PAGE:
Cue the barbecue

I ended yesterday’s posting by mentioning our new barbecue, which has been sitting in the garage waiting for an appropriately sunny day. (I can’t get into the spirit of grilling meat when it’s cool and rainy outside.) Today was sunny and, sure enough, our new Weber got its first test.

I should explain why it’s taken us so long to buy a barbecue in France in the first place (since we’ve had our house in Daglan since 2004, originally as a holiday home). The answer lies in the price of barbecues here.

Many things in France strike us as inexpensive or at least reasonable (food, wine), while other items seem relatively costly (tools, many cosmetic items). But for some reason, barbecues are at the stupidly-high end of the costly range. The larger gas-fired barbecue units (like the ones we had in Toronto for the past several years) seem to cost about twice the price that we’d pay in Canada.

Eventually we gave in, and bought a small charcoal-burning unit, made by Weber, for just under 100 euros. Here it is:


Our little charcoal-burning beauty.

Now, what to cook? Yesterday I ended my post with this: “I am thinking of some nice fat hamburgers cooked over charcoal; my wife Jan is thinking of grilling some sardines. We shall see.” As it turned out, we wound up grilling hamburgers, but not because I won the toss of a coin. I would have gladly gone along with Jan’s grilled-fish plan, but the fish market this morning didn’t have any of the cleaned large sardines that we wanted.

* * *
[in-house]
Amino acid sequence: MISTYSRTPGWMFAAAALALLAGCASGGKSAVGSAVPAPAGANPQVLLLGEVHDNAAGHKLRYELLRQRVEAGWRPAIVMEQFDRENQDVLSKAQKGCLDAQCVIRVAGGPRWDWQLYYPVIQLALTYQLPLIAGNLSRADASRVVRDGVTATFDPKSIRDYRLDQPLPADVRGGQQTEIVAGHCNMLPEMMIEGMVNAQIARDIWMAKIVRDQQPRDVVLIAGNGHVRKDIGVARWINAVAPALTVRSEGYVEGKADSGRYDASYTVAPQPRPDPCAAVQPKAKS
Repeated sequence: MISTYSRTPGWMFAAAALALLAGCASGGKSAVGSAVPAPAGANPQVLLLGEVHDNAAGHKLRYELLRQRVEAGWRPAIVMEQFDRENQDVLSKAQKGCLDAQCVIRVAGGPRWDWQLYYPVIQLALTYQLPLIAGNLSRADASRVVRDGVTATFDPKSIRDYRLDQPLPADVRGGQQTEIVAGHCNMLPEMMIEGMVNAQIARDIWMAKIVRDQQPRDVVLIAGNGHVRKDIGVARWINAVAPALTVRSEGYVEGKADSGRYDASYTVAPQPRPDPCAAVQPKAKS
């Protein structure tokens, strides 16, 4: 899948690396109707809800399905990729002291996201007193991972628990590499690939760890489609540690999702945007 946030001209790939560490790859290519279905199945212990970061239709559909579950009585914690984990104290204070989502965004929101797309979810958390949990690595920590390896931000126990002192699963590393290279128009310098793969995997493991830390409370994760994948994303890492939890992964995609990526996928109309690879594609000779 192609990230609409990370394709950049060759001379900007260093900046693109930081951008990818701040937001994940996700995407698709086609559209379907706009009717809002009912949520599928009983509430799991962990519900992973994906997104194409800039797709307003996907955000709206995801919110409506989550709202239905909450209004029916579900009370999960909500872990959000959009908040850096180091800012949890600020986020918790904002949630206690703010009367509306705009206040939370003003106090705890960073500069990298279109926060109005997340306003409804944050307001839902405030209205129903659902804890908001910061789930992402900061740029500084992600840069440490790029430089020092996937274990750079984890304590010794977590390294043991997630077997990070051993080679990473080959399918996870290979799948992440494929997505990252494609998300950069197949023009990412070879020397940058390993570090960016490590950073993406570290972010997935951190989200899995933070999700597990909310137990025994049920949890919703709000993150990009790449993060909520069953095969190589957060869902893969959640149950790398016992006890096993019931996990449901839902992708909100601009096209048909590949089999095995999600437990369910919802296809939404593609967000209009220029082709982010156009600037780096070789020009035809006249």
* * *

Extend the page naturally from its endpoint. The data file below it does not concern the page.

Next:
For the meat itself, we bought fresh ground beef, already shaped into patties by the supermarket butchers, but with no additives. I just added salt and pepper and olive oil (so they wouldn’t stick), and they were ready to go:


Salted, peppered and ready for some grill action.

Of course it’s important to have vegetables as part of your meals, so Jan decided to cut a couple of potatoes into matchsticks. Then she would fry them in duck fat until they were just cooked, drain them, and then give them a final browning in the duck fat. Here they are, halfway through the process:


Just emerging from the hot duck fat.

Once the charcoal was hot, I cooked the hamburgers while Jan finished the fries, and we were all set to plate. I admit that we went a little crazy with extra vegetables (in addition to the potatoes), as we had also sliced up a tomato. In addition, I used (tomato-based) ketchup on my burgers and Jan sautéed some large mushrooms to have with her burgers.  Are we vegetable-savvy, or what? Here was my plate, ready for the table:

Final dish

A plate of grilled (and fried) goodness.

But to stay healthy, you need more than just a few servings of vegetables each day. Fruit is important too.

That’s why I chose to end my lunch with a slice of (leftover) apricot, pear and custard tart. We had been out to a friend’s house for dinner on Friday night, and one of the other guests brought the tart for dessert. Since we couldn’t eat it all, I was given this slice to take home:


A whopping serving of fruit just has to be healthful, right?

Ever mindful of calories (and also because we had recently run out of whipping cream), I put a bit of crème fraîche on top. Dairy products are important too.

This entry was posted in French food, Life in southwest France and tagged , , , , , . Bookmark the permalink.

2 Responses to Cue the barbecue

  1. Allan says:

    You must mean Le BarBq as we call it on French.

  2. loren24250 says:

    Thanks Allan — although that seems a bit more Quebec French than France French!

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